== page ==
Bold ideas and critical thoughts on science.

Self-citations and academic assessments: Including the s-index as an additional metric thus provides important context to guide decisions based on academic value.

Scientists must compete for limited funding as well as for academic positions and recognition. Many factors contribute to success, but Hirsch’s h-index puts the emphasis squarely on citations (Hirsch, 2005). In such a system, it is perceived that more citations should lead to more funds, promotions, job security, et cetera. Hirsch’s formula rapidly became the dominant parameter informing academic ranking and resource allocation decisions, but it comes with limitations and it’s easy to manipulate. Yet most scholars and evaluation committees continue to embrace the h-index as the major way to keep score. This shows the metric has value – especially because it aims to make scientific assessment a level playing field – but we shouldn’t get carried away with how we use it.

In particular, the response to the obvious potential to game the h-index via excessive self-citation has been problematic. Inflating one’s papers with unnecessary citations of one’s previous work can easily boost the h-index and give a direct advantage to researchers in the competitive race for academic rewards (Bartneck & Kokkelmans, 2011).

Would that advantage be undeserved? Is the use of self-citations unfair? Does it taint competition?

Clearly, anyone can decide to recur to self-citation. In this respect it is hard to define it as an unfair practice. There is nothing wrong or shameful in building on one’s previous work. Actually this is itself a sign of a productive scientific path, and should thus not be treated as an academic misdemeanor. Still, the use of scientifically unnecessary self-citations is generally regarded as inappropriate.

Setting a clear line between an acceptable and a non-acceptable amount of self-citation is virtually impossible. Yet, given the present reliance on the h-index, we need to find a way to ensure that what it measures is not intentionally altered by the self-citing behaviors of individual scientists.

Calculating the h-index without including self-citations is one way to go. However, this “curated” h-index is inappropriate in instances where self-cites are the result of coordinated, sustained, leading-edge effort. Let’s appreciate rather than discard these legitimate citations. Furthermore, excluding does nothing to address the effect that once you cite yourself enough, others tend to follow. Ignoring the data gives a free pass to those using the strategy.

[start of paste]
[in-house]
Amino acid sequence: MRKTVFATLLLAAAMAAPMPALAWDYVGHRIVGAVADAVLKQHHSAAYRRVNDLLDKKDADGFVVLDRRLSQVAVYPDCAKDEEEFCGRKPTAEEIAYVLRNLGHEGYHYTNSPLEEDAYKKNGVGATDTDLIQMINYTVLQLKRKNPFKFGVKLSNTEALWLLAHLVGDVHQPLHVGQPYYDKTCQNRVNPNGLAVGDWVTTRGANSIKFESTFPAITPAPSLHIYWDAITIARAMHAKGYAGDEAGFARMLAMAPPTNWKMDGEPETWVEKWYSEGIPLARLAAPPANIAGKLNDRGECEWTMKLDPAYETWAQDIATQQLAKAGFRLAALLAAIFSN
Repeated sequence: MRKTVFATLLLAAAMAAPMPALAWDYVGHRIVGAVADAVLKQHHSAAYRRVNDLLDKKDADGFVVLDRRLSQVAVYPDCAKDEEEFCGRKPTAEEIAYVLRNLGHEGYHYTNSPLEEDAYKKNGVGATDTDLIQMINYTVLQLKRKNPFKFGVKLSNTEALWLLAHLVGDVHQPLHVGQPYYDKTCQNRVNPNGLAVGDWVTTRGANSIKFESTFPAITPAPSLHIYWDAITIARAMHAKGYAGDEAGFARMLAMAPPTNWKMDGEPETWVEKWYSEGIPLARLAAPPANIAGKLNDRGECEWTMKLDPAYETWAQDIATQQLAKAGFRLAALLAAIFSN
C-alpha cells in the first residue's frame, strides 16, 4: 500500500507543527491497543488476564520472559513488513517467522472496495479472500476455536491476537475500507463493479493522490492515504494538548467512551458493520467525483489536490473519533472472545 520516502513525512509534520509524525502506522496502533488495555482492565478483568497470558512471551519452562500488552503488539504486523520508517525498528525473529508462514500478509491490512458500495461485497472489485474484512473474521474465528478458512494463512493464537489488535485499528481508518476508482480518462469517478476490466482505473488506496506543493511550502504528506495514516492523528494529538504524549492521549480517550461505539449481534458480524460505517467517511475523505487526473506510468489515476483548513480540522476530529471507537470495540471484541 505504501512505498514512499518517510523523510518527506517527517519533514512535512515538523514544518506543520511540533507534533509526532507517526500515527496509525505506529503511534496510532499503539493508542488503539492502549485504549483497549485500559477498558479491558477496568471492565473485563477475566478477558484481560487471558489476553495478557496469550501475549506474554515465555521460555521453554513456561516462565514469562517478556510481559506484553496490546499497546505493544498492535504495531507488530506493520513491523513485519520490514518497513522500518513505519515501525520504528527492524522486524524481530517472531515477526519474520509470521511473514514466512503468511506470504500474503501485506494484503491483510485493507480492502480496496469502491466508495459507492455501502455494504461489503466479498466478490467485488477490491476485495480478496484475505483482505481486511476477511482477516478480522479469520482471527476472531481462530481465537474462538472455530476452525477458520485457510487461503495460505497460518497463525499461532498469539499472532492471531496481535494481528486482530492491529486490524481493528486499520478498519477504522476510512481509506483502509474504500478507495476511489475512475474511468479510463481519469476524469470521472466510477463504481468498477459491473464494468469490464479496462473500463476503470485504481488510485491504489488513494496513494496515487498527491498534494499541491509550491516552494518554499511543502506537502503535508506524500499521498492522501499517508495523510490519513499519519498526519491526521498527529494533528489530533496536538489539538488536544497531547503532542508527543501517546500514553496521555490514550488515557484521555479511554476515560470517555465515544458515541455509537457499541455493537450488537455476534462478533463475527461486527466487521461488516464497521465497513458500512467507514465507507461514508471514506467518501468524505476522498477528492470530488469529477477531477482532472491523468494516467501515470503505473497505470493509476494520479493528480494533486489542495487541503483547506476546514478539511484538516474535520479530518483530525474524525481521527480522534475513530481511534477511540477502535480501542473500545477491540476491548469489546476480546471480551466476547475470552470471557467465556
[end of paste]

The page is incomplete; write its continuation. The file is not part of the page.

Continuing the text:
The best solution is to be transparent with self-citation reporting. Implementing this is easy as we only need to turn the h-index inward to create what we refer to as a self-citation index, or s-index: A scientist has an index of s if he or she has published s articles that have received at least s-citations (Flatt et al., 2017). Defining s similar to h makes it easy for people to understand, and importantly, pairing of h and s indices, unlike excluding, appreciates the worth of self-cites, while at the same time deterring excessive tendencies. With respect to the latter, reporting instead of excluding self-cites will allow us for the first time to see clearly how much the different scientific fields are resorting to self-citing, thereby making excessive behavior more identifiable, explainable, and accountable. Our aim is not to establish a numerical threshold of acceptable s-index. Rather, we propose a transparency-based approach whereby the s-index is shown alongside the h-index providing an indication of how self-citation contributes to the bibliometric impact of one’s work. The approach does not criminalize self-citation, but it offers a tool to help make sense of it.